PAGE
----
Except it turned out to be right around the corner from Hundertwasser's Waldspirale apartment block, which was on the list of things to see.
After which we wandered down in the direction of the Schloss (which can only be seen by way of guided tours, we passed) and had what was a rather more leisurely lunch than we had intended at the Altes Rathaus before going to the Hessische Landesmuseum, based on the collections of the Grand Dukes, which has some nice stuff.
We then went out to Mathildenhöhe, which was where the artists of the Jugendstil Art Nouveau movement hung out. This includes a Russian Orthodox Church (not particularly Art Nouveau) and the Hochzeitsturm, Marriage Tower, which looks as if it might be the HQ of one of those somewhat spooky early C20th New Agey cults that crop up in mysteries of the period, and a rather small museum (but I think part of it was closed) of furniture and objects created by the artists of the colony.
And then back to Frankfurt, whence we flew home today.
And in other news, spotted this in today's Guardian: the strange world of book thefts:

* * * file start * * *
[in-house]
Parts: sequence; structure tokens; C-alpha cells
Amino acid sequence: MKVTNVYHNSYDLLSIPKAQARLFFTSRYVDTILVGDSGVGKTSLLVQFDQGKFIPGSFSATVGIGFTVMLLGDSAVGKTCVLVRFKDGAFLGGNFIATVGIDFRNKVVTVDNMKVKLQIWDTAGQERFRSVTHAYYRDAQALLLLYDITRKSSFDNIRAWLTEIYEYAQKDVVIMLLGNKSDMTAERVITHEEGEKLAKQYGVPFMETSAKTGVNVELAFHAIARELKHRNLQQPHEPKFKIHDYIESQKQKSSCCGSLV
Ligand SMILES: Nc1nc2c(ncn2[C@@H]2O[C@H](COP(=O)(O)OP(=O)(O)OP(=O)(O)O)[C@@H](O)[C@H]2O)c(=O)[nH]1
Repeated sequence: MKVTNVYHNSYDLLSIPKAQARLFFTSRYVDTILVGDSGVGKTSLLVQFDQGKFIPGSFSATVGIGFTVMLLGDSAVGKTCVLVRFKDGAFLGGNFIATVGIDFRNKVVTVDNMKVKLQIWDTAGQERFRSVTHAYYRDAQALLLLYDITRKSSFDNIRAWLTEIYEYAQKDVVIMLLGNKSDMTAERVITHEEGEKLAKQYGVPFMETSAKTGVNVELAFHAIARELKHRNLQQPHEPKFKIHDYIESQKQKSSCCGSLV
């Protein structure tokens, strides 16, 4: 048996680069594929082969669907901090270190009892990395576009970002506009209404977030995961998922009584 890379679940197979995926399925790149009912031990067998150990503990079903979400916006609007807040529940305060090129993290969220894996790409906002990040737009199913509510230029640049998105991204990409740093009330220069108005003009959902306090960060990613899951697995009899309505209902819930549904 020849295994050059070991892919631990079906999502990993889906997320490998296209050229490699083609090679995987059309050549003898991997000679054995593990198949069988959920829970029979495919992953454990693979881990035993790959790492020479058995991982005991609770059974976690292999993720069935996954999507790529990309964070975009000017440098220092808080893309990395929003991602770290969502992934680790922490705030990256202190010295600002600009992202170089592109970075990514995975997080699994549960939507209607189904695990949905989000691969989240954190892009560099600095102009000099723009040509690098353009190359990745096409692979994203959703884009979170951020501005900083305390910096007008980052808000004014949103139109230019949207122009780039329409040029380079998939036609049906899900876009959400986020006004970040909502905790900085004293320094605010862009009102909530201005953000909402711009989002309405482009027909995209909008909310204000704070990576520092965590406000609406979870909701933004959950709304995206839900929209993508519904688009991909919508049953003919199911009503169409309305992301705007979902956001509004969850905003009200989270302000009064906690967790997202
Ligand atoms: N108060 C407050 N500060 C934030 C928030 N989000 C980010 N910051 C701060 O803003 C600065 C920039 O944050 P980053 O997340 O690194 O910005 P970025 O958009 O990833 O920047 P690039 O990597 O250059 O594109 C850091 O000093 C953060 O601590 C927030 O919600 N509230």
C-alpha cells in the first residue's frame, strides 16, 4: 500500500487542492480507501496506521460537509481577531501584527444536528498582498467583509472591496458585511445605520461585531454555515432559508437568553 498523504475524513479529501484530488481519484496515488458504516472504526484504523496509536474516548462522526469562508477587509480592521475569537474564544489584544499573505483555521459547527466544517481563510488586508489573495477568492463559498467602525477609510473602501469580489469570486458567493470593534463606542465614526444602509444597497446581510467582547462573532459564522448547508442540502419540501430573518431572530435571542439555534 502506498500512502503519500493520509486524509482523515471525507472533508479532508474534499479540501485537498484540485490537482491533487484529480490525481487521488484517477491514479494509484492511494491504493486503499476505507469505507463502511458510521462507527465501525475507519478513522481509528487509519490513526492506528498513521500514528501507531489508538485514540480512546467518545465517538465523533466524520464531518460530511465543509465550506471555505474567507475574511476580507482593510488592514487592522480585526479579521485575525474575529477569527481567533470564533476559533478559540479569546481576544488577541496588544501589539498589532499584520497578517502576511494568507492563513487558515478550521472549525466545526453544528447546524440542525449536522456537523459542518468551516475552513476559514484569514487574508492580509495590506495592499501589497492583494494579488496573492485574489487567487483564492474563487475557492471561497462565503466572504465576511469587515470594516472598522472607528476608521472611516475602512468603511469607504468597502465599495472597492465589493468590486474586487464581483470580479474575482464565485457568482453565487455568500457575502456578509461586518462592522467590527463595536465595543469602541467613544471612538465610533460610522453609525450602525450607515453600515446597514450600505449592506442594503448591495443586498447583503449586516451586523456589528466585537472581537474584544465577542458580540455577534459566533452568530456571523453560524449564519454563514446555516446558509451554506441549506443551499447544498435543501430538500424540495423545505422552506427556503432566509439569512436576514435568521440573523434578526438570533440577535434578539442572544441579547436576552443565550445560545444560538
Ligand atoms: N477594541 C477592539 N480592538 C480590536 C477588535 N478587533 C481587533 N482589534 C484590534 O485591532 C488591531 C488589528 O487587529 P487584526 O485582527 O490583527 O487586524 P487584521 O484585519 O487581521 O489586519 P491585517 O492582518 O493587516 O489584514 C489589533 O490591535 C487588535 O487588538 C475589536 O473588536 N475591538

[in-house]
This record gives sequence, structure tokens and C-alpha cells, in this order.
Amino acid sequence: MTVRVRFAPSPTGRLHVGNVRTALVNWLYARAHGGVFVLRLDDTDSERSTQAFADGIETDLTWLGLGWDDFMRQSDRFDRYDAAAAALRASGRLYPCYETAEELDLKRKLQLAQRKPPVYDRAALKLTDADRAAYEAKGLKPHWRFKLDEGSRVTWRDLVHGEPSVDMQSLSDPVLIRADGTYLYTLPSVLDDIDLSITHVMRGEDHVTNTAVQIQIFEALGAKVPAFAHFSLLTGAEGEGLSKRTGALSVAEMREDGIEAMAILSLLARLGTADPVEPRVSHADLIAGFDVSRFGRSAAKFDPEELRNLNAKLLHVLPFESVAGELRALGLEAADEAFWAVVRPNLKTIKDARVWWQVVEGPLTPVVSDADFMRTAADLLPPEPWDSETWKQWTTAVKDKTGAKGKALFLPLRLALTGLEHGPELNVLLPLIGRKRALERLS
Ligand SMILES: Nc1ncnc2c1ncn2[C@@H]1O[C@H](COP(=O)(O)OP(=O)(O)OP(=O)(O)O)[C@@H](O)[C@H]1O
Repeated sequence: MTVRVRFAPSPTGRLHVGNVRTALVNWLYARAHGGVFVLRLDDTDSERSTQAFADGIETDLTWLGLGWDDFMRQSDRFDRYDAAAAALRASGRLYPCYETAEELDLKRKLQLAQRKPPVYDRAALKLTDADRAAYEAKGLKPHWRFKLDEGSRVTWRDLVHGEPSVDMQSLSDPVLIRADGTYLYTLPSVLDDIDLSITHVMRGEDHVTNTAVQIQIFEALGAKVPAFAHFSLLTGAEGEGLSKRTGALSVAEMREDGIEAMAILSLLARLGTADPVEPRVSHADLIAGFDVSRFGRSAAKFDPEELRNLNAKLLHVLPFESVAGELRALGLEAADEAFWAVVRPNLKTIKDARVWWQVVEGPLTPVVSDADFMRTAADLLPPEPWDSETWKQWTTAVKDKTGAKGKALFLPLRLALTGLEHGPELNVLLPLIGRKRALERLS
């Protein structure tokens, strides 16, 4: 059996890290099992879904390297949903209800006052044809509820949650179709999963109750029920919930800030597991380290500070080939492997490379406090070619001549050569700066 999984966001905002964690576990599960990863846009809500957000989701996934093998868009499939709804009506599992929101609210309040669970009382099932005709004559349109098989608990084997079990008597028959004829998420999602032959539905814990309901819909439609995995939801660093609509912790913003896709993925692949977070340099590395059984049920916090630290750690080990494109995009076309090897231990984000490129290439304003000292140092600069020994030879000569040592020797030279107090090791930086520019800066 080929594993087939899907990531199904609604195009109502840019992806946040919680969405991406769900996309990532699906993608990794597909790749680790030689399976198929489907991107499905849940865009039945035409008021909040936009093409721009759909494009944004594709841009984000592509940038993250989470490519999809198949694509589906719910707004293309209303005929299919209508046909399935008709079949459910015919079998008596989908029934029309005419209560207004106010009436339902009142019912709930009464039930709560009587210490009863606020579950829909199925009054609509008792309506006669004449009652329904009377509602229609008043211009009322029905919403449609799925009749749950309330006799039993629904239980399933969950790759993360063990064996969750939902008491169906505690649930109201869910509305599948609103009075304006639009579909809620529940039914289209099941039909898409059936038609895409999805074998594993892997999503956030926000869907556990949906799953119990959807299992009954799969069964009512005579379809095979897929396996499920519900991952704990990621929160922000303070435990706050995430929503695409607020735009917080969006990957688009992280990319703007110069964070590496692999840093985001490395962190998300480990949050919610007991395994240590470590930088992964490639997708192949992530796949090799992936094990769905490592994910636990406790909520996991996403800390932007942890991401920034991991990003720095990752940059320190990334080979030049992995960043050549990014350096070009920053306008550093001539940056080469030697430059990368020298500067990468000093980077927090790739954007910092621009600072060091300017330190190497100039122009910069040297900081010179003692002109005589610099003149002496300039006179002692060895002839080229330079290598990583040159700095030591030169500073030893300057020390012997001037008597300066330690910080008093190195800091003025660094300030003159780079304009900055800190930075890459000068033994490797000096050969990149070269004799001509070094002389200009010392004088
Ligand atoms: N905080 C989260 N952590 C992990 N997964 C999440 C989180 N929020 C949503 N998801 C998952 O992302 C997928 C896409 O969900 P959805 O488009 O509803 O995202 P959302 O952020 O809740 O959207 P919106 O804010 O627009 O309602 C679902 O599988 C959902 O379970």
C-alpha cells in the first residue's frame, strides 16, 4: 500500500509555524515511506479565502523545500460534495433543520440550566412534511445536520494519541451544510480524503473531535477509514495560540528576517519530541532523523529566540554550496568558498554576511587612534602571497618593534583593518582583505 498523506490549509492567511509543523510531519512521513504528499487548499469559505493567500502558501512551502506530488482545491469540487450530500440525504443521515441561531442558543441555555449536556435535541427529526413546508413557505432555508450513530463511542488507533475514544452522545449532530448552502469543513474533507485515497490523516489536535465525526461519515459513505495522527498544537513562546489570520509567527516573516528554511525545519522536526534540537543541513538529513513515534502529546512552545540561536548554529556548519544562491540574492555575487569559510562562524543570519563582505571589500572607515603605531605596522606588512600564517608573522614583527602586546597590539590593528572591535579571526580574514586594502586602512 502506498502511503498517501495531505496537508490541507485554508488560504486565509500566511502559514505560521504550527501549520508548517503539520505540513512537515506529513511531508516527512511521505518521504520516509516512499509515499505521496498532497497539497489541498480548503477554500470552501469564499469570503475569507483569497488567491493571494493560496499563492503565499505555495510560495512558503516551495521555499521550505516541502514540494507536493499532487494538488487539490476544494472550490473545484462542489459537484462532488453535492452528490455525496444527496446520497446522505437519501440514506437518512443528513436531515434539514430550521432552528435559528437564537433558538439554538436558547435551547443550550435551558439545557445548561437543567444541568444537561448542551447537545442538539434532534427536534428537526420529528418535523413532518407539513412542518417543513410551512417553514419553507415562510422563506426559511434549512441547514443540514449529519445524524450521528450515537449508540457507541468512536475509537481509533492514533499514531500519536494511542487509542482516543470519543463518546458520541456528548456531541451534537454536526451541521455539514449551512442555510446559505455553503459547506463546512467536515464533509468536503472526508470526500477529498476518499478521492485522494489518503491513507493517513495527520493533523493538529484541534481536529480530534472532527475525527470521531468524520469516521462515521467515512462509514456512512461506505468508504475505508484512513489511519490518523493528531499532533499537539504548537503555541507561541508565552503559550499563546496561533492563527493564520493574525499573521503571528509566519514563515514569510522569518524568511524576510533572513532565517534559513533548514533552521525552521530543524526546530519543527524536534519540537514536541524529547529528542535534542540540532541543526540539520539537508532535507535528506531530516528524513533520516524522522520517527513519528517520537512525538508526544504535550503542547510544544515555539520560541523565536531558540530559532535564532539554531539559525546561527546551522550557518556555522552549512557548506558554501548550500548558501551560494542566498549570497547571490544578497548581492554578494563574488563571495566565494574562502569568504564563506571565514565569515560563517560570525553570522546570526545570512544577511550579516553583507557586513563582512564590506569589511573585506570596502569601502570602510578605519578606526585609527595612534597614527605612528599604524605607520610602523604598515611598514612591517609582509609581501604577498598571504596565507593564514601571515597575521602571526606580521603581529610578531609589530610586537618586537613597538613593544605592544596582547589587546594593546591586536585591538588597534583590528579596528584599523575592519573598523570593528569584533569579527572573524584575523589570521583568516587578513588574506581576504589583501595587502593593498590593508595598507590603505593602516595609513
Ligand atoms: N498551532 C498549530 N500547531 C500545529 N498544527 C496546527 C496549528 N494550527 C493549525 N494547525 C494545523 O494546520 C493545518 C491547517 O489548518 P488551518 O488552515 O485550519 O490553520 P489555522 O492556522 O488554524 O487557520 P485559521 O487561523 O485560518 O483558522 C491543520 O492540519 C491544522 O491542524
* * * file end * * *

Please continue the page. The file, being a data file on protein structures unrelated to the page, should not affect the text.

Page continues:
“We caught a gent last Christmas with £400-worth of stolen books in his trousers and elsewhere.... As we showed him the door he told us: ‘I hope you’ll consider this in the Žižekian spirit, as a radical reappropriation of knowledge.’”As an anarchist friend of a friend remarked when his car was nicked, 'Property is theft: but so is theft theft'.
A song that is a cover by another artist. I think this has to be Tori Amos' cover of I don't like Mondays, originally by the Boomtown Rats.
Tori Amos was I think the first musician I really got intensely into, beyond just enjoying the sound of somebody's music. The single Cornflake girl was on the radio a lot in the mid 90s, and I quite liked it but didn't have any context. Then I met MK when we were both up for Oxford interview, and became instant friends. He put a lot of effort into supporting me through a somewhat bumpy transition from sheltered child to independent person, including dealing with a bereavement that hit me really hard when I was 19. He's also responsible for introducing me to digital socializing (email, instant messenger, Usenet to an extent, and the wonderful world of peer-to-peer file sharing). And he played lots of Tori songs for me when I was sitting in the dark crying about letting go of childhood naive optimism. I bought Little earthquakes on CD, and had access to a lot of Tori's oeuvre for all of the 90s via not entirely licit digital copies. Not only Tori Amos, there was a lot of alt stuff especially goth that I picked up from doseybat, but Tori Amos was pretty much the soundtrack of inventing myself as an adult.